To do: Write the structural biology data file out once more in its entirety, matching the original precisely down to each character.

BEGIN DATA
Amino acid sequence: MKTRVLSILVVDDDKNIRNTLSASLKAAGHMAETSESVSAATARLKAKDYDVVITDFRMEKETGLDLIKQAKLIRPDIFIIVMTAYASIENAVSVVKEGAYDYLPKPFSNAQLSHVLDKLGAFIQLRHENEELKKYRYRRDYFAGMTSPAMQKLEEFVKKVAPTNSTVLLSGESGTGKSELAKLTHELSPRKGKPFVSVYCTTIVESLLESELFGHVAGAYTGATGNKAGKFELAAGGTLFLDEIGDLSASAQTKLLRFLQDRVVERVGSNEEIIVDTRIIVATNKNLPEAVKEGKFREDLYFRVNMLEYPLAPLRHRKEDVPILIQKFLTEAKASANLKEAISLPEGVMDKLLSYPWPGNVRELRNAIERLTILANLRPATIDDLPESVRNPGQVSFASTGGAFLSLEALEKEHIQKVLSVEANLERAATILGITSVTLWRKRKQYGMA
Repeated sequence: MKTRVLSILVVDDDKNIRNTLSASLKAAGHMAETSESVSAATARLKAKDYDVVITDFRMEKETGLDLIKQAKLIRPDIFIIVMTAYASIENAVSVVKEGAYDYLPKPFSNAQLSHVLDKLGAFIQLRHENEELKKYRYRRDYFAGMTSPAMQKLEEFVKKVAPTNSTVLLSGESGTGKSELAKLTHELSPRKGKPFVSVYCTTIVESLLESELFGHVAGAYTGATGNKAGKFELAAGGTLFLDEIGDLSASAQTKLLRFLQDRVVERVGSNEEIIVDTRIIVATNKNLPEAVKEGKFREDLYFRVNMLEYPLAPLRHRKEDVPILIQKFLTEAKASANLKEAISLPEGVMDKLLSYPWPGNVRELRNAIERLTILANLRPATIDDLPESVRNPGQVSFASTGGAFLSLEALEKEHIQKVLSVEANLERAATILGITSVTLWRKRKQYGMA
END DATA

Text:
Amino acid sequence: MKTRVLSILVVDDDKNIRNTLSASLKAAGHMAETSESVSAATARLKAKDYDVVITDFRMEKETGLDLIKQAKLIRPDIFIIVMTAYASIENAVSVVKEGAYDYLPKPFSNAQLSHVLDKLGAFIQLRHENEELKKYRYRRDYFAGMTSPAMQKLEEFVKKVAPTNSTVLLSGESGTGKSELAKLTHELSPRKGKPFVSVYCTTIVESLLESELFGHVAGAYTGATGNKAGKFELAAGGTLFLDEIGDLSASAQTKLLRFLQDRVVERVGSNEEIIVDTRIIVATNKNLPEAVKEGKFREDLYFRVNMLEYPLAPLRHRKEDVPILIQKFLTEAKASANLKEAISLPEGVMDKLLSYPWPGNVRELRNAIERLTILANLRPATIDDLPESVRNPGQVSFASTGGAFLSLEALEKEHIQKVLSVEANLERAATILGITSVTLWRKRKQYGMA
Repeated sequence: MKTRVLSILVVDDDKNIRNTLSASLKAAGHMAETSESVSAATARLKAKDYDVVITDFRMEKETGLDLIKQAKLIRPDIFIIVMTAYASIENAVSVVKEGAYDYLPKPFSNAQLSHVLDKLGAFIQLRHENEELKKYRYRRDYFAGMTSPAMQKLEEFVKKVAPTNSTVLLSGESGTGKSELAKLTHELSPRKGKPFVSVYCTTIVESLLESELFGHVAGAYTGATGNKAGKFELAAGGTLFLDEIGDLSASAQTKLLRFLQDRVVERVGSNEEIIVDTRIIVATNKNLPEAVKEGKFREDLYFRVNMLEYPLAPLRHRKEDVPILIQKFLTEAKASANLKEAISLPEGVMDKLLSYPWPGNVRELRNAIERLTILANLRPATIDDLPESVRNPGQVSFASTGGAFLSLEALEKEHIQKVLSVEANLERAATILGITSVTLWRKRKQYGMA